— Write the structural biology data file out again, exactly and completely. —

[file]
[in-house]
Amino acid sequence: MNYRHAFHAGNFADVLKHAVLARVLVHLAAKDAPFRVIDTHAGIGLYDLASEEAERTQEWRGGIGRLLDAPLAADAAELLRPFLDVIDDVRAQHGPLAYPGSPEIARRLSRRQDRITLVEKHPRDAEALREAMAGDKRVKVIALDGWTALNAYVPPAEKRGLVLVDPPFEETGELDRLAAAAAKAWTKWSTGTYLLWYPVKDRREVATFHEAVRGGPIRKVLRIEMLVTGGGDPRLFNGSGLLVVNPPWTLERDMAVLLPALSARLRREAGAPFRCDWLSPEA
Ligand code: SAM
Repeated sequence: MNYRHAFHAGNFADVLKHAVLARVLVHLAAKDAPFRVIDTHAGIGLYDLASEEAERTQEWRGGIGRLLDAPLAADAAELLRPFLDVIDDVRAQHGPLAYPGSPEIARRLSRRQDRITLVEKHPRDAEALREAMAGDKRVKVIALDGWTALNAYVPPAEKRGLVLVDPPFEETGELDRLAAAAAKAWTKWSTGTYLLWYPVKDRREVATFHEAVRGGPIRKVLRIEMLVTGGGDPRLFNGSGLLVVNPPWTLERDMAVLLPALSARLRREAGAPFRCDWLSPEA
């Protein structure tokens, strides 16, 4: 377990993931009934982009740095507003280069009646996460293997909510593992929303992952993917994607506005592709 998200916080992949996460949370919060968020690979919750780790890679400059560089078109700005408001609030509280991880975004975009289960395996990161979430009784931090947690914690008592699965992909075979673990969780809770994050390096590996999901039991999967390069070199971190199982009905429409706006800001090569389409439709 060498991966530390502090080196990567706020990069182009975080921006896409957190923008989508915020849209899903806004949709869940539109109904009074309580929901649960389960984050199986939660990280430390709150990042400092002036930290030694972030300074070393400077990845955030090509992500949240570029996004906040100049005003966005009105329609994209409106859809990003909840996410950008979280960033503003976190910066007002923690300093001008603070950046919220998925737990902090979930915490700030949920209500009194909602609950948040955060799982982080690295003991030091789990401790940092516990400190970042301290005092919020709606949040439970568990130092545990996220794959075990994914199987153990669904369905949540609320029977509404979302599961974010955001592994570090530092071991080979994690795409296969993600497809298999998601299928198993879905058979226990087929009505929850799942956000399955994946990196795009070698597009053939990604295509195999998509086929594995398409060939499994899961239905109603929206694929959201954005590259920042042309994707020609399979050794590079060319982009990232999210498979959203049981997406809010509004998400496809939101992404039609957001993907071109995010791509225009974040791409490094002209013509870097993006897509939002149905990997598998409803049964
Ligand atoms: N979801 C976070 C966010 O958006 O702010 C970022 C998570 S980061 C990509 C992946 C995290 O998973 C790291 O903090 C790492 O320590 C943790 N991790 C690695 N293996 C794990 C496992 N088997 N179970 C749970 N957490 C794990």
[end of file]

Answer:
[in-house]
Amino acid sequence: MNYRHAFHAGNFADVLKHAVLARVLVHLAAKDAPFRVIDTHAGIGLYDLASEEAERTQEWRGGIGRLLDAPLAADAAELLRPFLDVIDDVRAQHGPLAYPGSPEIARRLSRRQDRITLVEKHPRDAEALREAMAGDKRVKVIALDGWTALNAYVPPAEKRGLVLVDPPFEETGELDRLAAAAAKAWTKWSTGTYLLWYPVKDRREVATFHEAVRGGPIRKVLRIEMLVTGGGDPRLFNGSGLLVVNPPWTLERDMAVLLPALSARLRREAGAPFRCDWLSPEA
Ligand code: SAM
Repeated sequence: MNYRHAFHAGNFADVLKHAVLARVLVHLAAKDAPFRVIDTHAGIGLYDLASEEAERTQEWRGGIGRLLDAPLAADAAELLRPFLDVIDDVRAQHGPLAYPGSPEIARRLSRRQDRITLVEKHPRDAEALREAMAGDKRVKVIALDGWTALNAYVPPAEKRGLVLVDPPFEETGELDRLAAAAAKAWTKWSTGTYLLWYPVKDRREVATFHEAVRGGPIRKVLRIEMLVTGGGDPRLFNGSGLLVVNPPWTLERDMAVLLPALSARLRREAGAPFRCDWLSPEA
């Protein structure tokens, strides 16, 4: 377990993931009934982009740095507003280069009646996460293997909510593992929303992952993917994607506005592709 998200916080992949996460949370919060968020690979919750780790890679400059560089078109700005408001609030509280991880975004975009289960395996990161979430009784931090947690914690008592699965992909075979673990969780809770994050390096590996999901039991999967390069070199971190199982009905429409706006800001090569389409439709 060498991966530390502090080196990567706020990069182009975080921006896409957190923008989508915020849209899903806004949709869940539109109904009074309580929901649960389960984050199986939660990280430390709150990042400092002036930290030694972030300074070393400077990845955030090509992500949240570029996004906040100049005003966005009105329609994209409106859809990003909840996410950008979280960033503003976190910066007002923690300093001008603070950046919220998925737990902090979930915490700030949920209500009194909602609950948040955060799982982080690295003991030091789990401790940092516990400190970042301290005092919020709606949040439970568990130092545990996220794959075990994914199987153990669904369905949540609320029977509404979302599961974010955001592994570090530092071991080979994690795409296969993600497809298999998601299928198993879905058979226990087929009505929850799942956000399955994946990196795009070698597009053939990604295509195999998509086929594995398409060939499994899961239905109603929206694929959201954005590259920042042309994707020609399979050794590079060319982009990232999210498979959203049981997406809010509004998400496809939101992404039609957001993907071109995010791509225009974040791409490094002209013509870097993006897509939002149905990997598998409803049964
Ligand atoms: N979801 C976070 C966010 O958006 O702010 C970022 C998570 S980061 C990509 C992946 C995290 O998973 C790291 O903090 C790492 O320590 C943790 N991790 C690695 N293996 C794990 C496992 N088997 N179970 C749970 N957490 C794990």